The Field dialog displays expression and expression context for a computed field using two multiline edit controls. Expression text can be scrolled, selected and copied even if the expression cannot be edited. The Edit Expression button invokes the Expression dialog which edits expression and expression context using a separate query builder for each. The expression is only allowed to use fields that appear before the edited field in the schema. The expression context is not allowed to use any fields (statements in the expression context are evaluated once per field, not once per record). If the database does not support computed fields (only MAP files do), the Edit Expression button in the Field dialog is disabled.
The Field dialog allows specifying coordinate system for geom and tile fields.
The Field dialog allows specifying bounds for geom fields if requested by the database. (Some databases need to know bounds in advance to allow creating a spatial index.)
The Field dialog allows specifying Z values option for geom fields if requested by the database. (Some database need to know whether the geom field will have XY or XYZ values in advance.) If the database requests both Z values and bounds, bounds can (but don't have to) include Z range, specified as '[ xmin, ymin, zmin, xmax, ymax, zmax ]'.
The Field dialog allows specifying pixel type, tile dimensions and tile reduce mode for tile fields.
The Field dialog allows specifying autogenerated option for integer fields if supported by the database. (Most databases support that. MAP files don't, but tables in MAP files can always use MFD_ID field which is a hybrid - it will autoincrement for a new record if the inserted values do not include the value for MFD_ID, and if the value for MFD_ID is supplied, it will be accepted.) When creating a new table or adding new fields to an existing table, the option is treated as a request to the database. The database is free to ignore the request, eg, if it only allows having a single autogenerated field per table, it may only make a single field autogenerated and make all other fields regular.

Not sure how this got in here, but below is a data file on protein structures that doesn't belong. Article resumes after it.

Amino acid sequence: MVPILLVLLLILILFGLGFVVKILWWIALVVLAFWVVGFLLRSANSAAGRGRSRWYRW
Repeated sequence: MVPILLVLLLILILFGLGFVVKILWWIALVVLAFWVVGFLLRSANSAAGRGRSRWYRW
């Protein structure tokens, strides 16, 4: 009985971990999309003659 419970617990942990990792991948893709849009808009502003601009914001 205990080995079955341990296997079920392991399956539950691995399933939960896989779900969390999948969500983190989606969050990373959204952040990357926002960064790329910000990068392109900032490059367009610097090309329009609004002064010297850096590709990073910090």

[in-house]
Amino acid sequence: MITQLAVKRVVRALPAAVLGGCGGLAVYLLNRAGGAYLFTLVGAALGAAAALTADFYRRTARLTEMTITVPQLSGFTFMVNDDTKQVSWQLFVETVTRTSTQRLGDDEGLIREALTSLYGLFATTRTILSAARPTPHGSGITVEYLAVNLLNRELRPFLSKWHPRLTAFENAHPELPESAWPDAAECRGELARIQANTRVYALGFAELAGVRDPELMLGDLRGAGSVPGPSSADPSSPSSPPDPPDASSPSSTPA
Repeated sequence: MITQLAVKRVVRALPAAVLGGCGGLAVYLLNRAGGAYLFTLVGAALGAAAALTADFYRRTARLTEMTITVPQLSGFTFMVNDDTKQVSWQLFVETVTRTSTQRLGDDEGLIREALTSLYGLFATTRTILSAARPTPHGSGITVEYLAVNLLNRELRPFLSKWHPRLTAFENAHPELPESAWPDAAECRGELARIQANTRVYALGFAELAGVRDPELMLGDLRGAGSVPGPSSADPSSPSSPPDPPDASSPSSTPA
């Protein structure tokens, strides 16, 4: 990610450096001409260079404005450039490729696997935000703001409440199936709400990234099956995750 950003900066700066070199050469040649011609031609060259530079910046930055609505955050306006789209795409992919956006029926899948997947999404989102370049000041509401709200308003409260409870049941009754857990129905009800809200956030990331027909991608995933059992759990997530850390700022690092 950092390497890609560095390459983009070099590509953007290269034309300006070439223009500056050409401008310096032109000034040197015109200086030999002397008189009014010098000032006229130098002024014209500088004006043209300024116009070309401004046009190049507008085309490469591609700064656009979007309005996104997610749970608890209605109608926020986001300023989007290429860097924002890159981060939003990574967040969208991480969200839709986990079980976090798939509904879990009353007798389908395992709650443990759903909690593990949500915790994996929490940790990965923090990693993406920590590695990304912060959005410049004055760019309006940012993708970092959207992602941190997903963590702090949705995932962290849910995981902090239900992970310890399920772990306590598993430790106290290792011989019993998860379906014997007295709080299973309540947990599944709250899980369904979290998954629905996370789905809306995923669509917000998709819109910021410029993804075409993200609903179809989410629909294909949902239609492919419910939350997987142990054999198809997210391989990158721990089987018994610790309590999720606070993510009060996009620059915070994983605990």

The Constraint dialog displays expression and expression context for a computed field similarly to the Field dialog. The expression for a constraint is allowed to use all available fields. The expression context for a constraint is not allowed to use any fields.
The Constraint dialog for a database allows specifying a not-null constraint for a field, as long as the database supports not-null constraints (most databases do). (We only allow specifying constraints as arbitrary expressions for MAP files. However, not-null constraints are very common and very useful, so we started recognizing them separately.)